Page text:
The twenty years during which the Tasaday of the southern Philippines have drawn the attention of anthropologists and social scientists can be divided into two major periods. The first is the “discovery” of the Tasaday in the early 1970s, followed by nearly fifteen years of relative neglect. The second is the eruption in the late 1980s of charges that the Tasaday were an instance of fraud, deception, and political corruption by the Marcos regime.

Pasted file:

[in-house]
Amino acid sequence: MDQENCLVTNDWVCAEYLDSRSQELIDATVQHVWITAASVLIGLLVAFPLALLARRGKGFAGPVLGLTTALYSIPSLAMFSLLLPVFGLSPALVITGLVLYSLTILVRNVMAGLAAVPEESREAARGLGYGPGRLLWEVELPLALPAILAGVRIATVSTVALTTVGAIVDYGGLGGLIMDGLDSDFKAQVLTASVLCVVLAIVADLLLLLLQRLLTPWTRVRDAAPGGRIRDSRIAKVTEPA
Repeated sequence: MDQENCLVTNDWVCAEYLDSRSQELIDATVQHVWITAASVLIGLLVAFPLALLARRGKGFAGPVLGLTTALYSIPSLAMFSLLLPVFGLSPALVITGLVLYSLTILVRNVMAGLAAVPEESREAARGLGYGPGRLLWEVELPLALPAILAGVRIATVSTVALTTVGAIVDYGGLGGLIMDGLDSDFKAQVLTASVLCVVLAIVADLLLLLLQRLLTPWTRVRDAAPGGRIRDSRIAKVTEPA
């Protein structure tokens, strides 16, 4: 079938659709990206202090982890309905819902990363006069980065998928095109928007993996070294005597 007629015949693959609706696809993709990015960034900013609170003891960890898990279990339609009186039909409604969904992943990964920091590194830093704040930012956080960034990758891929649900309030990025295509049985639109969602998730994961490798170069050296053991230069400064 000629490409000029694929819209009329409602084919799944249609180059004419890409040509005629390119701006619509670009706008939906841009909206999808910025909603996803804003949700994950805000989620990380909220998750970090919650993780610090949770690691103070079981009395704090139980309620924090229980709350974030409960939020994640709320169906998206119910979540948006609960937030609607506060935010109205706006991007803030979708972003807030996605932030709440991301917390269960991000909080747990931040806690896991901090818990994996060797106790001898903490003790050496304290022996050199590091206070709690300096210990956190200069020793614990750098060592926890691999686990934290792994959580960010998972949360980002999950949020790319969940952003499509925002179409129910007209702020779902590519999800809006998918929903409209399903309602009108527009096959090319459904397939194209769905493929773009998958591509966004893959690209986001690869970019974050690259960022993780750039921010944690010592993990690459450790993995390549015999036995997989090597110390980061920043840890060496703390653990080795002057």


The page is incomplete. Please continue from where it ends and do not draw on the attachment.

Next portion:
Initially, the Tasaday were portrayed as exotic in their isolation, their hunting and gathering lifestyle, their nakedness, their existence in caves, and their gentleness. Exotic “others” have been similarly characterized by descriptive (usually one-word) labels that emblemize what the people and the society are thought to be about. Thus, Kalinga are litigious, Samoans are sexually liberated, Tikopians are hierarchical, Javanese are patient, Balinese are theatrical, and Yanomamo are fierce.

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